A financial expert shares how to save (and budget) for a vacation

We got a chance to speak with millennial finance expert Stefanie O’Connell, who shared tips to keep at the top of our minds for a cost-effective and enjoyable vacation. 

Millennials are a little different from our parents’ and grandparents’ generations. We want to see the world, and we favor companies that afford us the opportunity to do so. Forbes reported that millennials spend nearly $600 billion a year, and more and more of that money spent is going toward traveling. With companies like Travel Noire or Remote Work, we are able to cultivate experiences through travel and open up our minds to something much bigger than our neighborhood or our comfort zones. We got a chance to speak with millennial finance expert Stefanie O’Connell, who shared tips to keep at the top of our minds for a cost-effective and enjoyable vacation.

Be flexible with your destination and do some research

In the beginning stages of your leisure travel planning, you’re more than likely going to think of destinations you would like to visit. Several things can help to make a destination look enjoyable, like the weather, the activities associated with the location, and if you’re like me, the price point. When considering where I’d like to go, I begin by asking myself if this trip will deplete my savings, if I can truly afford it or if I will have to eat Top Ramen when I come home.

A great place to begin answering those questions? Websites like Skyscanner, where you can see ideal travel dates for certain locations, or which places are cost effective in the months you want to travel. Other websites/apps like Hopper, Airfare Watchdog, or Google Flights can help you further identify the best timing and the costs associated with those travels. There are tons of ways to save, but you just have to do some research.

Millennial finance expert Stefanie O’Connell echoes that point by saying, “I’m a big fan of finding insider deals by scouring reviews on Yelp and TripAdvisor. I also love a good Airbnb find — both homes and experiences.” Additionally, being flexible with when and how you travel can be a great asset during the early stages of planning. “Plan trips around friends or family visits for example, using public transit, traveling in the offseason, or using deal sites on local attractions,” says O’Connell.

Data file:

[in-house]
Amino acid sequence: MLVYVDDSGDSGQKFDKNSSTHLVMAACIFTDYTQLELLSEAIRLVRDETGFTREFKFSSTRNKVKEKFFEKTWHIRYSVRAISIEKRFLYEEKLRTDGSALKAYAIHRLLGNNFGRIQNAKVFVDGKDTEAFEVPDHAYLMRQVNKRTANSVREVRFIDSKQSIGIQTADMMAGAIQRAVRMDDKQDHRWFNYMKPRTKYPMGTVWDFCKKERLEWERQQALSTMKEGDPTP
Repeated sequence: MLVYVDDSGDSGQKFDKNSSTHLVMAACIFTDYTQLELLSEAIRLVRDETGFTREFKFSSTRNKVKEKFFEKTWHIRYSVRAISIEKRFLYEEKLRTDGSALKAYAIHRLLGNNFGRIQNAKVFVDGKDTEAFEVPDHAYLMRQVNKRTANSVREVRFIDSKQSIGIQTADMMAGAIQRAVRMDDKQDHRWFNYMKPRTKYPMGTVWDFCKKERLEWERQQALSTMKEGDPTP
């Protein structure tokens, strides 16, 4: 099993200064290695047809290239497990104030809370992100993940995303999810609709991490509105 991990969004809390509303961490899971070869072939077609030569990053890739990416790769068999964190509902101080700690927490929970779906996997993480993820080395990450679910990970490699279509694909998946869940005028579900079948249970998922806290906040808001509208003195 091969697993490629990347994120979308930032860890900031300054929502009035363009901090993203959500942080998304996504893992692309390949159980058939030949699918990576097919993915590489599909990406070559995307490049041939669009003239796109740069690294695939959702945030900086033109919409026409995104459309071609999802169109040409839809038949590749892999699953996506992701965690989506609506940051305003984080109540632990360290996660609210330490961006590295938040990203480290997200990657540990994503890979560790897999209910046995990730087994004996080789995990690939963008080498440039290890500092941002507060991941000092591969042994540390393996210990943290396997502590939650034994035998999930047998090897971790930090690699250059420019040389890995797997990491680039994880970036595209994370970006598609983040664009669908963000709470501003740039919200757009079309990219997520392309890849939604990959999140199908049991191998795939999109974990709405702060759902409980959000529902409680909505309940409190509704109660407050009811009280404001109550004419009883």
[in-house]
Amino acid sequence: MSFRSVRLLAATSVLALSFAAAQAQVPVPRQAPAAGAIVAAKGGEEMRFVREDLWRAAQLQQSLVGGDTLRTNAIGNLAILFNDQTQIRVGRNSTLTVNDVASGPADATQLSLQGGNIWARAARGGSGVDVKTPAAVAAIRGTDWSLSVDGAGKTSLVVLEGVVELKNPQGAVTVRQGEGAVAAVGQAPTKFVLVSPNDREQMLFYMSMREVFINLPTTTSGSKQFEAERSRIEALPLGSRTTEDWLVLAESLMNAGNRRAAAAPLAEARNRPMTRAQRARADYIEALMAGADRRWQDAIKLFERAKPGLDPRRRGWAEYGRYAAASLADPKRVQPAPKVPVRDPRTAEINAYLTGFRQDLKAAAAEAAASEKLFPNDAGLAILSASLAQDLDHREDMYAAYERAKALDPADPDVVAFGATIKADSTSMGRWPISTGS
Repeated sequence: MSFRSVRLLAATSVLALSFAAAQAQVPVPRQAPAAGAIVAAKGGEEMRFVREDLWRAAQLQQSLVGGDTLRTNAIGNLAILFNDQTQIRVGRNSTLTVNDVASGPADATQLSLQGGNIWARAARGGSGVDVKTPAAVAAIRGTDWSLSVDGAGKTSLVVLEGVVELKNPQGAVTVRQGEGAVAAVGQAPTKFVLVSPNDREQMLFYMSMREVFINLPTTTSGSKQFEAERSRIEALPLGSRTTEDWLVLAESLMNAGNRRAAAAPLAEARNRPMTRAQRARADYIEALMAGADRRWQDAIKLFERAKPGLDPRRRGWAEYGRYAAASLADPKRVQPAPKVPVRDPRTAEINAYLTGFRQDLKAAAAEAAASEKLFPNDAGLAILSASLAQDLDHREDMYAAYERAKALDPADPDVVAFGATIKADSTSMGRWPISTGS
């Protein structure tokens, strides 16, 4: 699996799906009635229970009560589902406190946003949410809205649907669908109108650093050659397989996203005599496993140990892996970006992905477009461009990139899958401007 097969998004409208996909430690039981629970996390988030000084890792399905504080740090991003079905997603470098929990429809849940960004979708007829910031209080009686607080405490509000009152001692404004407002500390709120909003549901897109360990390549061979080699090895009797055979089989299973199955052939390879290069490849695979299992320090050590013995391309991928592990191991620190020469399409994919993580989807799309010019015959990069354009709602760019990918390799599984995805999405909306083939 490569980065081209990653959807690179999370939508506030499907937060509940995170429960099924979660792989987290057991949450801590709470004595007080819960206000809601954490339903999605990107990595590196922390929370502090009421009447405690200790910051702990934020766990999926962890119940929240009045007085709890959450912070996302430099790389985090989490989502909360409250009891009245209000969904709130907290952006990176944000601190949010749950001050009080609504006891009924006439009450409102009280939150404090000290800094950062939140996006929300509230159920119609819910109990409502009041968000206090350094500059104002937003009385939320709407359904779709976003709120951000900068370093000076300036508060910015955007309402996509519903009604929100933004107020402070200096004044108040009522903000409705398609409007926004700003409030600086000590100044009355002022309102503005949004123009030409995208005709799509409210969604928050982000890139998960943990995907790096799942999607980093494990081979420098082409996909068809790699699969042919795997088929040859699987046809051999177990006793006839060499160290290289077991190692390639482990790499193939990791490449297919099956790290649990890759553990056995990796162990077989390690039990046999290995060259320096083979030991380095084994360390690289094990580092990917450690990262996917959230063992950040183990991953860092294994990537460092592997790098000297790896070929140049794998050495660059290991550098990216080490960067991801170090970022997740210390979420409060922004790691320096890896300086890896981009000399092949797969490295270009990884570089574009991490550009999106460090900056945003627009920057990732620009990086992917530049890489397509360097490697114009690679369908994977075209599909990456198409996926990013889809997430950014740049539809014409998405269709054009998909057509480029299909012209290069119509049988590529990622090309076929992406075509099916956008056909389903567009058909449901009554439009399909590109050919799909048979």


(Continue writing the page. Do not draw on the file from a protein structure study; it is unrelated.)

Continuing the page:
You CAN save for your future and for fun at the same time

According to a new survey from Citi AA MileUp, 38% of consumers say that budgeting for a trip is the most stressful and least enjoyable part of vacation planning. There’s also a misconception that if you are saving for a trip, you can’t save for your future. To ease that anxiety, there are a few things to consider.

“The best strategy for a vacation is to set money aside all year long. I recommend opening up a dedicated savings account for your vacation and travel goals and contributing a small percentage of each paycheck to it,” says O’Connell. “Setting aside 5% or even as little as 2% each paycheck can go a long way over time. By saving for your vacations in a separate savings account, you’ll get a clear picture of what trips you can and can’t afford to take just by checking the balance of your accounts.”

Going back to your personal savings, O’Connell says the same way in which you are hoping to make traveling a priority, you need to do the same with your personal savings goals. “In the same way you prioritize setting aside the savings for your vacation, I recommend setting aside savings for your future — as a percentage of each paycheck. Better yet, automate the savings process so that as soon as your paycheck lands in your checking account, a portion of it gets automatically rerouted to your various savings goals. When you don’t see the money in your checking account, you’re less likely to think of it as money you have available to spend at that moment.”

Find a Side Hustle

If you want to be like Aladdin and Jasmine and see the whole world, but your budget is saying ‘girl, no,’ consider taking on a side hustle. The beauty in side hustles is that it’s something you’re doing on the side and it doesn’t have to take on a major time commitment like your full-time position. A great way to make your side hustle work for you is to center it around something that you actually enjoy.

For instance, if you’re a shopper — look into being a mystery shopper, stylist, or even selling clothes you want to get rid of on Poshmark or ThredUp. You can tutor, or write, or drive Uber/Lyft, be a book reviewer, or anything that you want to bring in extra funds. If traveling is a priority for you, you will find what works best for your situation and time. “If you take on a few weekends of babysitting now, maybe you can afford that bachelorette party weekend in cash come fall — without dipping into your long-term savings to afford it,” says O’Connell.

The silver lining at the end is that spending those extra hours per week can afford you the opportunity to go places you want like Bali, Italy, or Greece.

This article was originally posted on TheEverygirl.com.